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Ninety-fourth Illinois Volunteer Infantry Regiment Collection

Processed by: , October 2013


Contents

  1. Collection Information
  2. Historical Sketch
  3. Photographs
  4. Scope and Content Note
  5. Box and Folder Inventory
Collection Information

Volume: One Box
Dates: 1843-1921
Restrictions: None
Reproduction: Permission to reproduce or publish material in this collection must be obtained in writing from the McLean County Museum of History.
Location: Archives

Historical Sketch

The Ninety-Fourth Illinois Volunteer Infantry Regiment was mustered into service the summer of 1862. This regiment was important in that it was comprised entirely of volunteers from McLean County. The response was so great that several companies of McLean County men had to be placed in another regiment.

The Ninety-Fourth was led by Col. William W. Orme and second in command was former cavalry commander John McNulta. Both were well to do Bloomington citizens who had previous experience in war. Third in command was Lt. Col. Rankin Laughlin of Heyworth. Majors in the regiment were Alexander Briscoe and James McFarland. The regiment left Bloomington for St. Louis on August 25, 1862 with a force of 930 men. In St. Louis, the regiment trained through the autumn. On December 7, 1862, the Ninety-Fourth participated in the Battle of Prairie Grove, Arkansas. Repeated Confederate charges were repelled by the Union troops. Despite seeing heavy action, the Ninety-Fourth's casualty list included only one killed and twenty-six wounded.

After participating in a minor campaign to secure Van Buren, Arkansas, tragedy struck New Year's Day 1863. As the Ninety-Fourth was marching back into Missouri, Company H Captain Joseph Orme was accidentally shot through the lungs, mortally wounding him. On January 6, 1863, during a Confederate assault on a Springfield garrison, the Ninety-Fourth suffered one dead and two wounded. One month later, seventeen men from the regiment died from pneumonia.

In June and July 1863, the Ninety-Fourth participated in Gen. U. S. Grant's epic siege of Vicksburg, Mississippi. With William Orme's appointment as brigadier general, McNulta was left in command of the regiment. The Ninety-Fourth's role in the siege included digging trenches and capturing rifle pits. Vicksburg, the last Confederate stronghold on the Mississippi River, fell on July 4, 1863. 

In August 1863, after an uneventful expedition to Yazoo City, the Ninety-Fourth was sent to Carrollton, Louisiana, located six miles north of New Orleans. Here, the regiment struggled with the swampy terrain, insects, a lack of fruits and vegetables, and the oppressive heat. On September 5, 1863, the Ninety-Fourth engaged in a "running battle" at Morganza, Louisiana with a pocket of Confederates. During the fighting, Col. McNulta was shot in the hip. Though he survived and continued to lead the regiment, he had the noticeable limp the remainder of his life. On October 25, 1863, the Ninety-Fourth boarded a Gulf Coast steamer and participated in the capture of Brownsville, Texas. The regiment stayed in Brownsville for several months, checking the ability of Confederates to cross the border.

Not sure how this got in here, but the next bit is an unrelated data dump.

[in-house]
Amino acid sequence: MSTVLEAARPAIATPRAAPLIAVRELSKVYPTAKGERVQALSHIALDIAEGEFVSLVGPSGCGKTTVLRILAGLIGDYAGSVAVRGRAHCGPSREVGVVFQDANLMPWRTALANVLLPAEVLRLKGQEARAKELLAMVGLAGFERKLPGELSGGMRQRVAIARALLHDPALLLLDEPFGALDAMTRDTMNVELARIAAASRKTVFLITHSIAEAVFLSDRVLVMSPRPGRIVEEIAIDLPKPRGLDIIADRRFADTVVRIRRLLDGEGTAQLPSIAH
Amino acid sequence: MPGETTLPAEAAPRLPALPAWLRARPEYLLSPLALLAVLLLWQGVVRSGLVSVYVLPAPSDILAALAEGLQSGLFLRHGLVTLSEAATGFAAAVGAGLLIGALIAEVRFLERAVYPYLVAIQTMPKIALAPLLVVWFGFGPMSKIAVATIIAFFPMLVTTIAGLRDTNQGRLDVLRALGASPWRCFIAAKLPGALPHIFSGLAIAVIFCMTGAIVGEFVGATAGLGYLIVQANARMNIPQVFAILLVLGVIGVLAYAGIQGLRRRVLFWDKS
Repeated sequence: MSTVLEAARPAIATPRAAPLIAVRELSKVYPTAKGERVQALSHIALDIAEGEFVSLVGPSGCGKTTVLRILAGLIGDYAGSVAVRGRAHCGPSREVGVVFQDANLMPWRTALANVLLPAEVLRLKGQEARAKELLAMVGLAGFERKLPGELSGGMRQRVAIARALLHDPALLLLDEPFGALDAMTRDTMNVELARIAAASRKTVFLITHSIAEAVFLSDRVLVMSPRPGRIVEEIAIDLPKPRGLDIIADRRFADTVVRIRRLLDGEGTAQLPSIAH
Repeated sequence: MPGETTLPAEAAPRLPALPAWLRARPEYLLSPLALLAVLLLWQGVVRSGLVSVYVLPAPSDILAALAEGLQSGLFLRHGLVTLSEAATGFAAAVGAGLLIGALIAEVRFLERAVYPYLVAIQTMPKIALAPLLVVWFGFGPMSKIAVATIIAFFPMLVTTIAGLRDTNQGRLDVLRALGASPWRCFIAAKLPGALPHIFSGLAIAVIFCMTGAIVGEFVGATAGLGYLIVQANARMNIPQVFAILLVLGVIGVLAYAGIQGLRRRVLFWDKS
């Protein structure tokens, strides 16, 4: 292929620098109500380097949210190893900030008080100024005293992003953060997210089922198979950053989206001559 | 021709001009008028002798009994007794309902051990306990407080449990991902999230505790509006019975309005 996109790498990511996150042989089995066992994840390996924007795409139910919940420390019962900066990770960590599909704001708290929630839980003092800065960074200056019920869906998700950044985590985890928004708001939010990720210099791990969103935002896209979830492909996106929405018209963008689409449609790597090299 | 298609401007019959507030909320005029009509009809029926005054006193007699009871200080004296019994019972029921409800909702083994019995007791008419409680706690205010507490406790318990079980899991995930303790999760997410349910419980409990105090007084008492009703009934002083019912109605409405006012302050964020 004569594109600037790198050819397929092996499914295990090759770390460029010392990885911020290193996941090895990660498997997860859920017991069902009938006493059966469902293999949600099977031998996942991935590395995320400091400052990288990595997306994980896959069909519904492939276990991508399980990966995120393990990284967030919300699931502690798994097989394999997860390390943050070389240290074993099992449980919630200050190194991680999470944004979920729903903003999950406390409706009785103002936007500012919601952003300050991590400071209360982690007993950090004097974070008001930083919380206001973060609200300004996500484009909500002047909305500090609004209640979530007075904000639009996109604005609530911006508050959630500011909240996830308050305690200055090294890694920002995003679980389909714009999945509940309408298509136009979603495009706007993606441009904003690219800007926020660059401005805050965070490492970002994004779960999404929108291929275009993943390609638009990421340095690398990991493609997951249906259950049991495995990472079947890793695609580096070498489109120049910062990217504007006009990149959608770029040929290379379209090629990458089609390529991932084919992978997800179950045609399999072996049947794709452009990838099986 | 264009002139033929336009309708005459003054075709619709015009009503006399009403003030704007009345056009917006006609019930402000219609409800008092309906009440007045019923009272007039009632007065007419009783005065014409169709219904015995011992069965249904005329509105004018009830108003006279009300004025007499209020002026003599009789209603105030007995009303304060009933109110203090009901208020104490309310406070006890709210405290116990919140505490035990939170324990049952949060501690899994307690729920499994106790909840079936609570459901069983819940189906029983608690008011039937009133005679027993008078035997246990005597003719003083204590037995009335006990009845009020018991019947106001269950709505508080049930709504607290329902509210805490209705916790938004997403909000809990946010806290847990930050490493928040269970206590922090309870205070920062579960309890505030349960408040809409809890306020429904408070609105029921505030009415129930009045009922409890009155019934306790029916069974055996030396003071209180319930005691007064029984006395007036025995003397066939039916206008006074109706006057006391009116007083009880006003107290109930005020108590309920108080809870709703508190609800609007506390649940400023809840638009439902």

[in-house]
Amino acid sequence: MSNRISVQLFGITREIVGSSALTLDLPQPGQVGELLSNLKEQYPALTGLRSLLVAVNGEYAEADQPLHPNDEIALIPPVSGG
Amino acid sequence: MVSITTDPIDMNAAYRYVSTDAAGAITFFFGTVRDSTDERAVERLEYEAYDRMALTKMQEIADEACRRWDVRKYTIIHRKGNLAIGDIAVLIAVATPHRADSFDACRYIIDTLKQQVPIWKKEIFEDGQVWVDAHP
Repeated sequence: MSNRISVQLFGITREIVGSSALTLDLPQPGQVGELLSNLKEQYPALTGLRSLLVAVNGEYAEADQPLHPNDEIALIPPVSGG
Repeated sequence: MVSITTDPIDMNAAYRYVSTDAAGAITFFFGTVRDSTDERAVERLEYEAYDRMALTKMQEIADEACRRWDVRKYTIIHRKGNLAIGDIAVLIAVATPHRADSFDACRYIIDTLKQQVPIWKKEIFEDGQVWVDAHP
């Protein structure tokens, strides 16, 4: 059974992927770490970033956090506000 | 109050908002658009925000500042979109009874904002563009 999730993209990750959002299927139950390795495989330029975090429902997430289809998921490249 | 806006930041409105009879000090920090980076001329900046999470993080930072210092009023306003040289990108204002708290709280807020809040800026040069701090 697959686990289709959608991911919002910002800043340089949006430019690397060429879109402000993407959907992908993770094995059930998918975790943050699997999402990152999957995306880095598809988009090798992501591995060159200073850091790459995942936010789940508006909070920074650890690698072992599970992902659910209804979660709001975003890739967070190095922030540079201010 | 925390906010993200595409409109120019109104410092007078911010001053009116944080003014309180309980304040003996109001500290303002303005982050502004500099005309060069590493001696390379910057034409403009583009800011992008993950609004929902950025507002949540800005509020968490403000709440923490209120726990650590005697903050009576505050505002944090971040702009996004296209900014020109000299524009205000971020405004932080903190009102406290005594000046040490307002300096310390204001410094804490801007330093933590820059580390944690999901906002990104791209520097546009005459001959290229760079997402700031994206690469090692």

In August 1864, the Ninety-Fourth participated in the successful siege and capture of Fort Morgan, Alabama, located on the eastern approach to Mobile Bay. The battle to capture the City of Mobile began on March 25, 1865. An impediment to the taking of the city was the "Spanish Fort," a line of breastworks almost two miles long with forts at either end named "Battery Alexis" and "Spanish Fort Proper." The Ninety-Fourth was placed on the left flank of the Union line across from Battery Alexis. During the siege, the regiment suffered only a handful of casualties, including one killed and three wounded. On April 9, after several days of repeated artillery bombardment, the Ninety-Fourth stormed Battery Alexis. A few days after the fall of its main defenses, the city of Mobile fell to the Union army.

Shortly after the capture of Mobile, Union troops learned of General Robert E. Lee's surrender at Appomattox, Virginia. The Ninety-Fourth was then shipped to Galveston, Texas, and remained there until late July.

On August 9, 1865, the Ninety-Fourth returned home to Bloomington with about 680 men. The men of the Ninety-Fourth were away from home almost three years. They had traveled 1,200 miles by foot, 610 miles by rail, and 6,000 miles by steamer. The regiment from McLean County also took part in nine battles, sieges, and skirmishes.

Photographs
  • The 94th Illinois Volunteer Infantry Regiment reunion.

Scope and Contents Note

This collection contains documents, both official and personal, related to the Ninety-Fourth Illinois Infantry Regiment. Mustered into service the summer of 1862, this regiment, comprised almost entirely of McLean County men, served in Missouri, Arkansas, Mississippi, Louisiana, Texas, and Alabama. There are thirteen folders in one box.

Box and Folder Inventory
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Folder 1: Regimental History
Folder 1
Regimental History
1.1 Information on the Battle of Prairie Grove, the Ninety-Fourth's first engagement
1.2 Information on all engagements the Ninety-Fourth was involved in
1.3 Statistical information of the Ninety-Fourth
1.4 A history of the Ninety-Fourth Infantry as told by an Adjutant General (2x)
1.5 A listing of long-arms used by the Union infantry during the Civil War (2x)
1.6 A summary of the Ninety-Fourth's history in the Civil War
Folder 2: Extra Vouchers
Folder 2
Extra Vouchers
folder is empty
Folder 3: Invoices of Ordnance and Stores I
Folder 3
Invoices of Ordnance and Stores I